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Competition and Exhibition Featured at Seattle-area Software Testing Conference

The Association of Software Testing held its annual conference (CAST) from July 9 - 11 at the Meydenbauer Center, which featured two events intended to celebrate and highlight software testing skills.

With the theme: "Testing Techniques: Innovations and Applications", 176 people attended the conference, whose first day featured 13 teams competing to win prizes totalling $3,000 and a second-day non-competitive expert testing exhibition.

The competition, sponsored by Microsoft, comprised of teams of conference attendees testing ShapeUp Tracker, a new product by SiriusSQA developer and president David Gilbert, who was one of the competition's judges.

General principles used in judging included: value to the client, risk awareness, coverage awareness, oracle awareness, resourcefulness, and professionalism.

Over 300 bugs were filed by the teams using a TestTrackPro database provided by Quardev Laboratories, a Seattle software testing lab.

The winner was the "Hey, David!" team who gained special merit using a technqiue called "co-location" - the act of sitting close enough to the developer so as to result in rapid information exchange.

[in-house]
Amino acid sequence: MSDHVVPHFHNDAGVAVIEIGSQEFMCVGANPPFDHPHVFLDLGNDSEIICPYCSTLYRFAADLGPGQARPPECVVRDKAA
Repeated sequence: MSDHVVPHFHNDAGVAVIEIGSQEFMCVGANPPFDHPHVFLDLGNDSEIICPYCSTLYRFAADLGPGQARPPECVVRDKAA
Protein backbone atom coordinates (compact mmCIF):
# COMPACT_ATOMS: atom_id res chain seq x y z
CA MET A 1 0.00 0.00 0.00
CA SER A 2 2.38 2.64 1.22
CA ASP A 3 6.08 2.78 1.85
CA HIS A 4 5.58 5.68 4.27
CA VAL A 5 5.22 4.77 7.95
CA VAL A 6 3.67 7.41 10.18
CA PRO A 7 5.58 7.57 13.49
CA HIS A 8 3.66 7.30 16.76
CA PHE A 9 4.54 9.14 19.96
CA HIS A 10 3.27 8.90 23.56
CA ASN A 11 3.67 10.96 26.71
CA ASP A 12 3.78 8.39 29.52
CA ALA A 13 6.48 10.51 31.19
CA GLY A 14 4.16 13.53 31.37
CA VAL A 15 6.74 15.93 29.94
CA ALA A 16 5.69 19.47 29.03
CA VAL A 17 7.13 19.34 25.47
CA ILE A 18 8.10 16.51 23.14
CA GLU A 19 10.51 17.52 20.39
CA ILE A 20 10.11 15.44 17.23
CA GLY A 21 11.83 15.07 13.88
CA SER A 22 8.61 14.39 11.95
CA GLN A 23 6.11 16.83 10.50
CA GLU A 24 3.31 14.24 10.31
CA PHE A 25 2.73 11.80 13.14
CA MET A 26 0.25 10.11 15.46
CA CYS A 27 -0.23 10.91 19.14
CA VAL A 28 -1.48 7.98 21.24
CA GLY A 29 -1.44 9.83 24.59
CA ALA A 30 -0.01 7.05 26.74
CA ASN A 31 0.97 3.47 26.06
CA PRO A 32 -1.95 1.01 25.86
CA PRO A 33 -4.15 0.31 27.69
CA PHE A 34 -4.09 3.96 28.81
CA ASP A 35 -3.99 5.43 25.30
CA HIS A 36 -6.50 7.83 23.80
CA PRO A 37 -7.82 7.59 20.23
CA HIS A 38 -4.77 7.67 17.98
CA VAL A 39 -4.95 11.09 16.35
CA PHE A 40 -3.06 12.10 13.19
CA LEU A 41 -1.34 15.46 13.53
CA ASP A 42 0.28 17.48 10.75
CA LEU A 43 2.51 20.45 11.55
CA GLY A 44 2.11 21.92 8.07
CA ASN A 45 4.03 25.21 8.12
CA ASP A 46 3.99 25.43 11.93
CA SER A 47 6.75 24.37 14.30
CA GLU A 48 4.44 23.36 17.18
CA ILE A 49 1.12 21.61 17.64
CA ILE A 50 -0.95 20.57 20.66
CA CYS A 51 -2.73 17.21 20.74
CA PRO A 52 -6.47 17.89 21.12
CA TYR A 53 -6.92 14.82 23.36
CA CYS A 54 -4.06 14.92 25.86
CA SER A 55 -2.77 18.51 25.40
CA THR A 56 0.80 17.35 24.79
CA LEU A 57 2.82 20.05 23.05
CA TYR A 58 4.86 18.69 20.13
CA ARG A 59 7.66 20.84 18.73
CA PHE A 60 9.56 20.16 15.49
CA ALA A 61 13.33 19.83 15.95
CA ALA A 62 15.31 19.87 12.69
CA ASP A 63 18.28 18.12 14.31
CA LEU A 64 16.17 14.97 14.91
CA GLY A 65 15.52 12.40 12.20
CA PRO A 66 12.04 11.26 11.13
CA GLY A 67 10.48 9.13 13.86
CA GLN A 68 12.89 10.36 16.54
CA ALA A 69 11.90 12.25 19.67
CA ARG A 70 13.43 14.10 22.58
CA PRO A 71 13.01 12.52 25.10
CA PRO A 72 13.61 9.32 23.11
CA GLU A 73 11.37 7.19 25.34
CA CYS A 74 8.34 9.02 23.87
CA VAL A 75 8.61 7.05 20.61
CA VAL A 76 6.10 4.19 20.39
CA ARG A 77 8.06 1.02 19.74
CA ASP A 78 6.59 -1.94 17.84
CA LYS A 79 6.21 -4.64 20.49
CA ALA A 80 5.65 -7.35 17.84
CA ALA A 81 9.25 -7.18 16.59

For the second night of the conference, the first Expert Tester Exhibition was held, sponsored by Google. The brainchild of Google Software Test Engineer and noted Model-Based Testing expert Harry Robinson, the exhibition featured Robinson as well as Jon and James Bach, Lydia Ash, Robert Sabourin, Danny Faught, Doug Hoffman, Mike Kelly and Scott Barber, assembled as a team to approach and discuss the testing of the CAST 2007 registration page.

The aim of the exhibition was to show how recongized testing experts would collaborate on an approach toward a real testing problem.

Jon Bach, Manager for Corporate Intellect at Quardev, Inc., served as Team Lead for the exhibition, but as President of CAST, said that both evening events prompted the kind of conversations that he's always wanted to see at testing conferences.

"Competitive or exhibition, the mission was to have innovative ways to show good testing in action," said Bach. "The feedback from the audience exceeds our expectations, so want do more of the same at CAST next year."

Other CAST conference innovations included:

  • Q and A sessions for each speaker, led by trained facilitators, wherein each attendee had numbered, colored placards to raise when they had a new question or added something to a question raised by another attendee;
  • 5-minute preambles for each speaker for the audience to get an idea of which talk they wanted to attend next;
  • A separate breakout room for conferring, in case a talk ran long and the speaker still had questions to answer.

The conference program will be published on the CAST website as well as artifacts from the testing competition.

For details, go to http://www.associationforsoftwaretesting.org/conference

The AST is a non-profit organization started in 2005.

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